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It is a film title that would resonate with most film industries across Europe, given the footballing prowess of Germany, but it has a particular poignancy for the Dutch for whom the World Cup final defeat of 1974 is etched into the collective consciousness. Guido van Driel’s new drama, ostensibly aimed at kids aged 8-12 but sure to garner adult interest as well, may be set on the day after the footballing disaster, but focusses instead on two young boys whose friend Heleen has disappeared.

“In one sense it reminds me of the kind of films I saw when I was a kid,” explains producer Floor Onrust of Amsterdam-based Family Affair Films. “I have the feeling that in the early 80’s the films had heavier subjects. And I remember crying a lot because they were so emotional, films in which difficult things were happening to children. I miss that now when I see how we try to protect them too much.”

She further points out however that what really turned her head was when screenwriter/director/graphic novelist Guido van Driel handed her the graphic novel that contained the story. “It is just a beautiful book, not just the story but the drawings. He was already working on the screenplay when he showed me the book.”

Onrust intends to make the most of the Boost NL opportunity as she attempts to determine (with industry colleagues) how hybrid a film project really can be. “Being a mum who watches a lot of films with my daughter I know that I prefer it if I also like them. In that sense I think we can address both audiences with this film. But still it is slippery - I know that it is. And also Guido, I think he is not necessarily making a film for kids or for any specific audience, he is making the film he wants to make, so I want to step in to help if we begin to lose one audience or another. That is my aim at Boost NL, to get a lot feedback and to see if there is a border that you cannot cross for one audience or another.”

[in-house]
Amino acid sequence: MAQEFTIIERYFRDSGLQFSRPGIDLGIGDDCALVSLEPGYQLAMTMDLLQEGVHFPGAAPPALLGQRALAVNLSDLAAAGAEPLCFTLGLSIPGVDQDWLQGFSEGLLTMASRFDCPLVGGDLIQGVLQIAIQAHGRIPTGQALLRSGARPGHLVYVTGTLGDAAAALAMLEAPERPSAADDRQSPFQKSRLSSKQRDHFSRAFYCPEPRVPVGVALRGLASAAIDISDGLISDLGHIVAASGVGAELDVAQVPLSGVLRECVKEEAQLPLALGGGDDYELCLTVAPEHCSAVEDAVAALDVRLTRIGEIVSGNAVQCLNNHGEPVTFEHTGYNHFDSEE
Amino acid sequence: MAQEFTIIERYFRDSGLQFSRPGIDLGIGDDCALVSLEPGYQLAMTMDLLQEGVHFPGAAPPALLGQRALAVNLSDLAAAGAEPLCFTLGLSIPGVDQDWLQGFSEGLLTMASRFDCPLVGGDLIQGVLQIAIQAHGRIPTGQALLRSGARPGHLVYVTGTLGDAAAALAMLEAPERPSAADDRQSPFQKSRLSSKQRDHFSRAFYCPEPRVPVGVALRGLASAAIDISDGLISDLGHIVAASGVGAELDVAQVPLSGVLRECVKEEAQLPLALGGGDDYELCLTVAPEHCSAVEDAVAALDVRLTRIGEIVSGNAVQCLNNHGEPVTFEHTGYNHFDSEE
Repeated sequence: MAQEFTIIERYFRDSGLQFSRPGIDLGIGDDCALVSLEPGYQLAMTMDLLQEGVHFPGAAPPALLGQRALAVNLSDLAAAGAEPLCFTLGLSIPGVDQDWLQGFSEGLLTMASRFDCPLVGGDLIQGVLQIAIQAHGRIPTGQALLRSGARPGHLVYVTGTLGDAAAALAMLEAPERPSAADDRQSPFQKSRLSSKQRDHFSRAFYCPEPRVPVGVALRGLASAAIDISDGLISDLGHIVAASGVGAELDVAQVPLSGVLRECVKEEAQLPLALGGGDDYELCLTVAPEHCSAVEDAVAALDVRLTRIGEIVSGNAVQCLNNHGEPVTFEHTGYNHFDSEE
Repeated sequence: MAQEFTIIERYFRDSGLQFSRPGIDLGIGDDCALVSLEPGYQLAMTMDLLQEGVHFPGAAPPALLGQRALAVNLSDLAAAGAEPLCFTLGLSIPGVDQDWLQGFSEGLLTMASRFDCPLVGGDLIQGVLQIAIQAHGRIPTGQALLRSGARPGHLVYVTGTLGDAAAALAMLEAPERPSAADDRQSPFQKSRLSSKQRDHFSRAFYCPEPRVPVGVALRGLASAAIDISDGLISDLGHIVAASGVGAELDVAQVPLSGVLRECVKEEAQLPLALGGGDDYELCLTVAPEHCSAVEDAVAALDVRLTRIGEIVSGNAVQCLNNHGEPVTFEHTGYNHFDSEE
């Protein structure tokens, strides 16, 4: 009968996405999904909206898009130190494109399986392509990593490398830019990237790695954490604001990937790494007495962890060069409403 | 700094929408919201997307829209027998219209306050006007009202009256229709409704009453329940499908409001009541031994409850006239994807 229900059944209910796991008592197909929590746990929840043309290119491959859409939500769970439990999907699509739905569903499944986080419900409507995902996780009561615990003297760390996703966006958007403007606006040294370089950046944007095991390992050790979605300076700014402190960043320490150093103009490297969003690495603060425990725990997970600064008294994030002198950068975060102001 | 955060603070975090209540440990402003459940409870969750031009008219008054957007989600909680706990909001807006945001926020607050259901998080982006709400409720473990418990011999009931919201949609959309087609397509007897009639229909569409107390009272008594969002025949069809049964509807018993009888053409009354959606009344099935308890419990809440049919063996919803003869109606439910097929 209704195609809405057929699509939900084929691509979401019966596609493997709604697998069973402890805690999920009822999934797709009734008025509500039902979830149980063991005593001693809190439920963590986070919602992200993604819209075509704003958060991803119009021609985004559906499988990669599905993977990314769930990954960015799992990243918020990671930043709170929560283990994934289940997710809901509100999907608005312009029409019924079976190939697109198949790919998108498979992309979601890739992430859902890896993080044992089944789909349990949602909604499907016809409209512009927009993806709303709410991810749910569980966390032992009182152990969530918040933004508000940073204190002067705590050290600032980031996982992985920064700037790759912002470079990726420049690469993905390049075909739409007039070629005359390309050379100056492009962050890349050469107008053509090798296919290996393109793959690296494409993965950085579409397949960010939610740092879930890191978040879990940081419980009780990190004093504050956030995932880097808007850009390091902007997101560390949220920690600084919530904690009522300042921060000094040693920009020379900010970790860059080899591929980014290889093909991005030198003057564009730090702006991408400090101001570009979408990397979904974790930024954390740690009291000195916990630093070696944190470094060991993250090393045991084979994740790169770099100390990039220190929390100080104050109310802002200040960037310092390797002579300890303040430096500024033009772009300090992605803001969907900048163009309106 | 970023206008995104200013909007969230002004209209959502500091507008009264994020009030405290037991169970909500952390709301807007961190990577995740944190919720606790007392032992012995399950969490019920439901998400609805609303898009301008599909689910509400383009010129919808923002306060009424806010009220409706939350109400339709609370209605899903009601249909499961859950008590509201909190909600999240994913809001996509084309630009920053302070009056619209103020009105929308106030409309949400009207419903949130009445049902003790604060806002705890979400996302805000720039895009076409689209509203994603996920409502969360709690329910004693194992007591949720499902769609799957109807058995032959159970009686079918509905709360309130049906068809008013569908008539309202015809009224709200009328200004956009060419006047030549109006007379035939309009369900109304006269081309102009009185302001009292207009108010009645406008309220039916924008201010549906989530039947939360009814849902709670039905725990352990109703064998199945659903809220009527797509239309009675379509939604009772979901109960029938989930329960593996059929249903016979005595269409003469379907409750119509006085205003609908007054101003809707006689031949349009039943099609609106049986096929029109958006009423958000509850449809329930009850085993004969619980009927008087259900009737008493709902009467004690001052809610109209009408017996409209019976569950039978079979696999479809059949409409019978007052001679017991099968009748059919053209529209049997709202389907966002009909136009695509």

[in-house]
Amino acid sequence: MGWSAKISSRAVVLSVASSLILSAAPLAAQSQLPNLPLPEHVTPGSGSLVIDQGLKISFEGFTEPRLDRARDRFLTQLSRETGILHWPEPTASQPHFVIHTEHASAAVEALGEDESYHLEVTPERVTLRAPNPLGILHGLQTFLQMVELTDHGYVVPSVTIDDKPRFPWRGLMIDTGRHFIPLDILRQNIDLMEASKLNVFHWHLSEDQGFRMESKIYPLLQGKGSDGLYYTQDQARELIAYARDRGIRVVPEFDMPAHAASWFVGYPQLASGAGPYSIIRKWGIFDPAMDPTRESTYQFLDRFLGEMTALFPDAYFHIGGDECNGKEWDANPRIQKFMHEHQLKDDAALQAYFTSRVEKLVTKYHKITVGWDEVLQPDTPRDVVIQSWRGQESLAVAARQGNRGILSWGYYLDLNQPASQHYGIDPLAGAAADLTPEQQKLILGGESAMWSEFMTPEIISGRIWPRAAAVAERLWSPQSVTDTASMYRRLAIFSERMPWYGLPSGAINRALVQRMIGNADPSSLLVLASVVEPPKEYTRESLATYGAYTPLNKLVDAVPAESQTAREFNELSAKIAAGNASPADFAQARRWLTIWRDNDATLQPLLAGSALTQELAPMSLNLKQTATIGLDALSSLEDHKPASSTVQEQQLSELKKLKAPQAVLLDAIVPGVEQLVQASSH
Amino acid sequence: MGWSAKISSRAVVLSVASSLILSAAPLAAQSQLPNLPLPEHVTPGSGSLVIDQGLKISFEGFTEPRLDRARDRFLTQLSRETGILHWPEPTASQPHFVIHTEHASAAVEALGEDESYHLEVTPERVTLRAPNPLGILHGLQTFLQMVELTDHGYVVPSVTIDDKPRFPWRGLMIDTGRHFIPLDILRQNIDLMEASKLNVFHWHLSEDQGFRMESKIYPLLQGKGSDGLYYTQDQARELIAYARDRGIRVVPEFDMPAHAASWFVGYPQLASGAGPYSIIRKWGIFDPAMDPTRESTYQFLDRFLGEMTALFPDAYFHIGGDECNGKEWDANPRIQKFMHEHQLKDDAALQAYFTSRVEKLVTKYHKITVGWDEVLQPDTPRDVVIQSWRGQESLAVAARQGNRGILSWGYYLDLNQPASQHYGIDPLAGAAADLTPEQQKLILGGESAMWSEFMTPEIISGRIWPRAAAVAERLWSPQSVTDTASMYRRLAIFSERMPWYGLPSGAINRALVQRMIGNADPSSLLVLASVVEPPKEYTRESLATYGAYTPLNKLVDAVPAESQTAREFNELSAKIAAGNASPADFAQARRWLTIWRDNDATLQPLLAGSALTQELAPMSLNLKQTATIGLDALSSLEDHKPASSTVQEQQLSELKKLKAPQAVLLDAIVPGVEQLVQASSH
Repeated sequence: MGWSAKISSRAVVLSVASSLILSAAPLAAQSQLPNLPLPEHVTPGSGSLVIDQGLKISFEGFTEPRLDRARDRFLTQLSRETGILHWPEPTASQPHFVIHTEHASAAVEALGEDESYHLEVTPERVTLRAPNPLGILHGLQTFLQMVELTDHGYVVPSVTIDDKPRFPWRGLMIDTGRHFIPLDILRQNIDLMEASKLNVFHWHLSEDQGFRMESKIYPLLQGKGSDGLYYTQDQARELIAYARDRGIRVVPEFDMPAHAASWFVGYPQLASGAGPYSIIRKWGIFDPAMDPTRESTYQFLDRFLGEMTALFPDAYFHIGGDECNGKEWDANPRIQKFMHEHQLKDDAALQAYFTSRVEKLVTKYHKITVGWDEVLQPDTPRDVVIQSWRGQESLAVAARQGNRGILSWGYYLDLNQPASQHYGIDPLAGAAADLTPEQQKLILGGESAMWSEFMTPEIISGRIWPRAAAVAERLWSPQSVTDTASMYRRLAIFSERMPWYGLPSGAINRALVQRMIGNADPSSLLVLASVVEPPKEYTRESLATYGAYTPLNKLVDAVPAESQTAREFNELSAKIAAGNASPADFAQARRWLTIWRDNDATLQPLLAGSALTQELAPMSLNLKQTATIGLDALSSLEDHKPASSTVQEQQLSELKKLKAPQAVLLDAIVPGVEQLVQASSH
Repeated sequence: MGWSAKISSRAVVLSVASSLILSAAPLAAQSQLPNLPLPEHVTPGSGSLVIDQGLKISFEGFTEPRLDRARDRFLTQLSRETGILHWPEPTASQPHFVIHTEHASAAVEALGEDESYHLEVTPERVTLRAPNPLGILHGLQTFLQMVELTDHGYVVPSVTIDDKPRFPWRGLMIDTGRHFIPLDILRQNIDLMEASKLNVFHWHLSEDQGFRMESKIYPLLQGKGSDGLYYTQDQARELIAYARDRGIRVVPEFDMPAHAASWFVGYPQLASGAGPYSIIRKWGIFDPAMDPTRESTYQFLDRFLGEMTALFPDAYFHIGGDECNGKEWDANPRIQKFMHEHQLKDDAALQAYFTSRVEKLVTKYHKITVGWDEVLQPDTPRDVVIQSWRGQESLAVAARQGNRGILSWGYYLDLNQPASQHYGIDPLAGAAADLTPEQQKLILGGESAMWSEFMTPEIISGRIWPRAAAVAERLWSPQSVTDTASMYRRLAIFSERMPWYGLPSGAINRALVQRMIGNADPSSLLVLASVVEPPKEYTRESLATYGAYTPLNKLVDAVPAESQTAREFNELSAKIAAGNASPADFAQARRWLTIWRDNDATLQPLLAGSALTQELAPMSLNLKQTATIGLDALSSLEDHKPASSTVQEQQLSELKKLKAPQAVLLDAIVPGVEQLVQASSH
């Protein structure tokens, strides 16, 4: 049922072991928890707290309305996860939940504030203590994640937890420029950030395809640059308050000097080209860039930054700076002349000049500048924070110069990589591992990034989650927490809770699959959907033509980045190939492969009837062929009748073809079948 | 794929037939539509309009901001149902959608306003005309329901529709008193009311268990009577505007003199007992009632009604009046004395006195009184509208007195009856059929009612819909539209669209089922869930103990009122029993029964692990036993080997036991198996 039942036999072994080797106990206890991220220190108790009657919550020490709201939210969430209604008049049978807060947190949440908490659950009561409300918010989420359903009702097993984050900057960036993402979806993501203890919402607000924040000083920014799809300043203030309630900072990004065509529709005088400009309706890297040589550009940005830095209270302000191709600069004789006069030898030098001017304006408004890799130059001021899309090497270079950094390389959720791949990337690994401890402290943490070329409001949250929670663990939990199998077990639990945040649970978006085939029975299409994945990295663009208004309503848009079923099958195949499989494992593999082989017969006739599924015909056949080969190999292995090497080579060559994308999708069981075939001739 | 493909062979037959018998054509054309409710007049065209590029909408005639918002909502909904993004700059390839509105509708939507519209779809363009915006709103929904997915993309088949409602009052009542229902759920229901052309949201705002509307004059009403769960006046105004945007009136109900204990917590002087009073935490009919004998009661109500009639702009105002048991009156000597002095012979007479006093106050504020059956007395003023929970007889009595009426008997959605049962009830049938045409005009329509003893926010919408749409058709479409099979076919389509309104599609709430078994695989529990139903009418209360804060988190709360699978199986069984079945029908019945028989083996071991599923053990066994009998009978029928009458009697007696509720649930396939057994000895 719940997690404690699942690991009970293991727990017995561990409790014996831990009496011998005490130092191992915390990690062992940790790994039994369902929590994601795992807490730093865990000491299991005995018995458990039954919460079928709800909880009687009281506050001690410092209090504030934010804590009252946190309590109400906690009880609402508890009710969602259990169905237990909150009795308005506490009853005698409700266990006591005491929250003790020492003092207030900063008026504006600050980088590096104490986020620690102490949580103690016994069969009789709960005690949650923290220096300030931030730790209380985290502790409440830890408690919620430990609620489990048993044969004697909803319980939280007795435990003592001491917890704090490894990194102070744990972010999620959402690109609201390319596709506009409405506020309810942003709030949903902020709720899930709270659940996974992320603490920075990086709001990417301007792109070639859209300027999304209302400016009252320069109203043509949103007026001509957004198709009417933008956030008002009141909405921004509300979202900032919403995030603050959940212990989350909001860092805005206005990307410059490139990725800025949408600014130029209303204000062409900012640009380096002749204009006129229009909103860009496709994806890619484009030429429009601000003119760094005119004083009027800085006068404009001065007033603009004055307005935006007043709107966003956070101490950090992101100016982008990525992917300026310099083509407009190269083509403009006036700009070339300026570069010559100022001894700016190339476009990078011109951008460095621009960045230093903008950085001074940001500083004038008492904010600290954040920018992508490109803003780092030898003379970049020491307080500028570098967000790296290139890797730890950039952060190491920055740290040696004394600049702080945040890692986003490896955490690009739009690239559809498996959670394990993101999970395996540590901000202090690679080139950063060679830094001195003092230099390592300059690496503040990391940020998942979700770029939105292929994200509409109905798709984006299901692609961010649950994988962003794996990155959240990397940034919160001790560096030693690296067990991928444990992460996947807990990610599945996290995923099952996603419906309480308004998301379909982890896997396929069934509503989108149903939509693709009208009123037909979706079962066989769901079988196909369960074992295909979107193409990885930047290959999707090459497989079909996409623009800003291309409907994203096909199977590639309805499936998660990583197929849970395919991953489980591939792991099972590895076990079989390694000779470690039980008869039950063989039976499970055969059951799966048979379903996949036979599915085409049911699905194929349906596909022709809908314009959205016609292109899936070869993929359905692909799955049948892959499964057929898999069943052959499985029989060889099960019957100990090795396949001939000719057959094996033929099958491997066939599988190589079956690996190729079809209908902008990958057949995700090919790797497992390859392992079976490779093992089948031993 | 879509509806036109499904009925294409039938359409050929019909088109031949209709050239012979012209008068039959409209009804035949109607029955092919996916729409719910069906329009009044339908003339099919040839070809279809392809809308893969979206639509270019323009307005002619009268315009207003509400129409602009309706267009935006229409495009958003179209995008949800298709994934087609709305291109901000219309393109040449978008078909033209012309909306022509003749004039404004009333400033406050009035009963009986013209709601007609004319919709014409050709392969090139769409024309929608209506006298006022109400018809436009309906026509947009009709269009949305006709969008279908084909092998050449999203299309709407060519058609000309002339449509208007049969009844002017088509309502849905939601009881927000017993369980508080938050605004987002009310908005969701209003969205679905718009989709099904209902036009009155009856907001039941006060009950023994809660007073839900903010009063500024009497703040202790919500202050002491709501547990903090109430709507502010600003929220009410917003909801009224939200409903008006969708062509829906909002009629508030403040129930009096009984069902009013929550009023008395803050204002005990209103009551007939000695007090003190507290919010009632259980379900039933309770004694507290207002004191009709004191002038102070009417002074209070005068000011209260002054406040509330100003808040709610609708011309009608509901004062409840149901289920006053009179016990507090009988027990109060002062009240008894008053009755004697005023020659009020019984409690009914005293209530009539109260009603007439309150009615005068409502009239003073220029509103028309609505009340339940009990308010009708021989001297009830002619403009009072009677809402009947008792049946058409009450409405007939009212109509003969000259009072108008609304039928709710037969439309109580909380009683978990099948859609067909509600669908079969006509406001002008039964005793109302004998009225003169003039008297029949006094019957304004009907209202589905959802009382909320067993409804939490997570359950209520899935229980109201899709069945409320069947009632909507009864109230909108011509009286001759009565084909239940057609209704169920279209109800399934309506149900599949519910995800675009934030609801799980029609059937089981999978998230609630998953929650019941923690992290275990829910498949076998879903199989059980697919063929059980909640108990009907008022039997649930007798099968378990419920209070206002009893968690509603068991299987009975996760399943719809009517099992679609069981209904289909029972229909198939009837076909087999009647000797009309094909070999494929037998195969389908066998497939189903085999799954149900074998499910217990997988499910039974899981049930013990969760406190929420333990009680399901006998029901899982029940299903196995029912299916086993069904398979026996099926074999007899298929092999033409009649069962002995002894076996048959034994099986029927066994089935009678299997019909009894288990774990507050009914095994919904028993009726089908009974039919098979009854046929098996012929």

She adds: “Guido has been working on this script for a long time, so I think it will be good for him to receive fresh input on it. And not just in the border between kids and adult films. Also the tension in this film is completely different. It is all set in one day, and so it is a slower pace. There are a lot of things we need to be aware of it when we are making something special, but also we need to know what are the things we need to avoid.”

So far, the Boost NL experience for Family Affair has been very positive. In 2017 she looked to iron out difficulties on Boris Paval Conen’s The Hague Hilton. “It helped us tremendously to develop the last draft of the script, because we talked with many people, especially from the former Yugoslavian region who gave us so much input. Not necessarily potential co-producers but people with their thoughts and ideas, who offered contacts and numbers for other people who would be able to help. We got a lot of extra information that helped us eventually get the script funded for production.”
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